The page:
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Publication numberUS1970876 A
Publication typeGrant
Publication date21 Aug 1934
Filing date1 Apr 1933
Priority date1 Apr 1933
Publication numberUS 1970876 A, US 1970876A, US-A-1970876, US1970876 A, US1970876A
InventorsEugene Anderson August
Original AssigneeEugene Anderson August
Export CitationBiBTeX, EndNote, RefMan
External Links: USPTO, USPTO Assignment, Espacenet
Card table
US 1970876 A
Abstract  available in
Images(1)
Previous page
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Claims  available in
Description  (OCR text may contain errors)

7 1934- A. E; ANDERSON 1,970,876

CARD TABLE Filed.April l, 1933 lNVENTaR. H EflWcYerson B Patented Aug. 21, 1934 Q, 'QARD'TABLEQQ 1 H "August Eugene Anderson, lvl h nm J. r i Application April 1, 1933, swam, 4

:7 Claim (crisis-racy My invention relates to a card table, more'particularly to a table where round chips are used, as in sundrypard games.

One object of my invention is to construct the table in such manner that all doubts and argument in the game while playing are eliminated.

.This-I accomplish with my novel arrangement of placing the round chips in slanting radial channels or slots, as is clearly shown in the drawing. In this novel manner each player has his own chips in an orderly manner before'him, and in plain view to all players. 1

Another object is that by having the chips dropped in centerwards-slanting slots or chambers, the winner can save-time and confusion by pressing a button on the container whereby the chips will all drop into the container and eliminate the common known fact of having cards and chips all mixed up together.

A third object of my invention consists in having the chip slots or channels numbered, thus registering the total number of chips placed in each channel and thereby showing the number of chips each player has put in the game, and also how many chips necessary for each player to stay in the game. It is a well known fact that where the chips are placed on top of an ordinary card table, it is sometimes confusing how many chips each player has to put up. With my novel arrangement of having the slots or channels numbered, this difficulty is not only eliminated but also considerable time saved and argument avoided. Also the color of the chips can be seen by all players, denoting different value in points or otherwise, so that by the novel arrangement of the chips in the slots, the players can tell (without any doubt) if each player has put up the right color chips.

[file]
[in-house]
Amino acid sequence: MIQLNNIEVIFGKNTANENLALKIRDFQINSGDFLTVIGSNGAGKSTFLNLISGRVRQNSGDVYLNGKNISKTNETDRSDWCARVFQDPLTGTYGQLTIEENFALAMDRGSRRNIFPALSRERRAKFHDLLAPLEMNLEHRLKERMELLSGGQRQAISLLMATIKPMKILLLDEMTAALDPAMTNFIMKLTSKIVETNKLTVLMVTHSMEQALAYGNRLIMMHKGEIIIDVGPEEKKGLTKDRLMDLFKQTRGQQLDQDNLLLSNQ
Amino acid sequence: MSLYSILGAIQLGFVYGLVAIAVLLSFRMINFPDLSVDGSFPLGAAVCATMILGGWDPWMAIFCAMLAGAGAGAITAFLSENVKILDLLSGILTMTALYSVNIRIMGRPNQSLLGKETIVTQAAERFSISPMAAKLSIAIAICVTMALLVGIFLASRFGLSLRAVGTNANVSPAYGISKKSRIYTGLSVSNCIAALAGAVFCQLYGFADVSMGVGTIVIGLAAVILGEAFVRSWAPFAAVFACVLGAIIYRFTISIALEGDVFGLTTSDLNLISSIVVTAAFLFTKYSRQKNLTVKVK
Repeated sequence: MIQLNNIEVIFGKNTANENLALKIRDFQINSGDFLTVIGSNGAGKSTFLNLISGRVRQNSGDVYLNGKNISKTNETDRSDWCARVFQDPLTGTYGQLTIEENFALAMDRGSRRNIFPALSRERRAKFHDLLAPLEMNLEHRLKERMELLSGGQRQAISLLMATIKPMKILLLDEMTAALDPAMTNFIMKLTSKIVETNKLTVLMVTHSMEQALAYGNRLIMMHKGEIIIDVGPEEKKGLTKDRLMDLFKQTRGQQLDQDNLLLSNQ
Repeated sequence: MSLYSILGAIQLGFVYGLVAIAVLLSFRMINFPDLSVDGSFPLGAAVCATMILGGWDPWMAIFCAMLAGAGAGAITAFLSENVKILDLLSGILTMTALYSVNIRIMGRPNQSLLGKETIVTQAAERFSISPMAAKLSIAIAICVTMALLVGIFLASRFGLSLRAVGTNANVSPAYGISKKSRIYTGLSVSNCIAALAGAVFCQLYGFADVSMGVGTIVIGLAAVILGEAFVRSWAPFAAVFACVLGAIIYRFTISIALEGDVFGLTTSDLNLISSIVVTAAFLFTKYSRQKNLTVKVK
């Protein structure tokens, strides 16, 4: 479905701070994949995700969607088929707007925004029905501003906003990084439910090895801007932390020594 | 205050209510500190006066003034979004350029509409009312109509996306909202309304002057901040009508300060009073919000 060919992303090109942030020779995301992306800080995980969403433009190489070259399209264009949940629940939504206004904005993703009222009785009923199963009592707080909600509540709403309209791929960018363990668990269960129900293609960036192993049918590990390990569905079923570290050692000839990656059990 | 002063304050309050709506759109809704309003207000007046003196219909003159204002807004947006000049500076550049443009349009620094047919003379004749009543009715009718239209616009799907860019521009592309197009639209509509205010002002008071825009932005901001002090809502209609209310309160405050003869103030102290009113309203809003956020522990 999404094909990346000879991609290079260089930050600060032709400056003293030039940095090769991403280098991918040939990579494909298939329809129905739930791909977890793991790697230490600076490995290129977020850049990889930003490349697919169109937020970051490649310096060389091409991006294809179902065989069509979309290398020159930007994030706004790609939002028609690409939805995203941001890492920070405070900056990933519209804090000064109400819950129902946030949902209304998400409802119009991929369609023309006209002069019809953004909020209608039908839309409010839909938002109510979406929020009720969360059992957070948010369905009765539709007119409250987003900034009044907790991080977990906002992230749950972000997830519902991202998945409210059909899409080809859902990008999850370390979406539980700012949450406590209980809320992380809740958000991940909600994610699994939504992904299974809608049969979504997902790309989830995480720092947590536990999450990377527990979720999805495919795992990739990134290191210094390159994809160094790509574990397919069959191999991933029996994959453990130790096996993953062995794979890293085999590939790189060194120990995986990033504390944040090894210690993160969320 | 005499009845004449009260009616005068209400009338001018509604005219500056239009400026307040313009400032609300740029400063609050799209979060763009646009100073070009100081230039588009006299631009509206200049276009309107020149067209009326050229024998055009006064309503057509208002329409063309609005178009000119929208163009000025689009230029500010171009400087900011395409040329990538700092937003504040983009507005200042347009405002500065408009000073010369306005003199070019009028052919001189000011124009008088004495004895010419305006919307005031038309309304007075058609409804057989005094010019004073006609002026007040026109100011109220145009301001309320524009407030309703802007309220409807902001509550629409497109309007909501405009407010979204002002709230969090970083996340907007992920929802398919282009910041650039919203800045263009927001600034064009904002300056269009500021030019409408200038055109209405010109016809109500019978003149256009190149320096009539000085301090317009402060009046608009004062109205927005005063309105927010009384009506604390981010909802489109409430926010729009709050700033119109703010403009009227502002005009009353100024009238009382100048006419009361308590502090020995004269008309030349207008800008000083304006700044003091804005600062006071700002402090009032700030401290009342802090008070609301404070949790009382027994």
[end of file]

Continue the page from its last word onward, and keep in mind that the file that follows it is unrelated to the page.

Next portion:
I am well aware of the fact that other arrangements for registering chips may be made, but the part that I claim to be of importance is that the slanting slots, causing the chips to roll towards the container by gravity, is of great importance in that it keeps the chipsin order as well as saving time to clear the table of the Winners chips.

In the accompanying drawing the invention is shown in its preferred form and:

Fig. 1 is a perspective view of a card table;

Fig. 2, a vertical'cross section of the table in its preferred form;

Fig. 3, a similar, fragmentary view of a modifled form;

Fig. 4, a top plan view of a detail;

Fig. 5, a cross section at 5-5 of Fig. 4, and,

Fig. 6-, a" fragmentary, vertical section of the pot for the center of the table.

' In thesundry figures', the same parts are denoted by the same reference characters.

Numeral 10 indicates the table top standing on legs 11 hinged at 12 and clamped by wing nuts'13, 7

thus making the table portable when the legsare folded under it in the usual manner.

In the center of the top is provided a prefer ably circular aperture or opening '14 beneath which I-mayfurnish a pocket 1-5 for collecting chips that may inadvertently pass through the said aperture when standing open.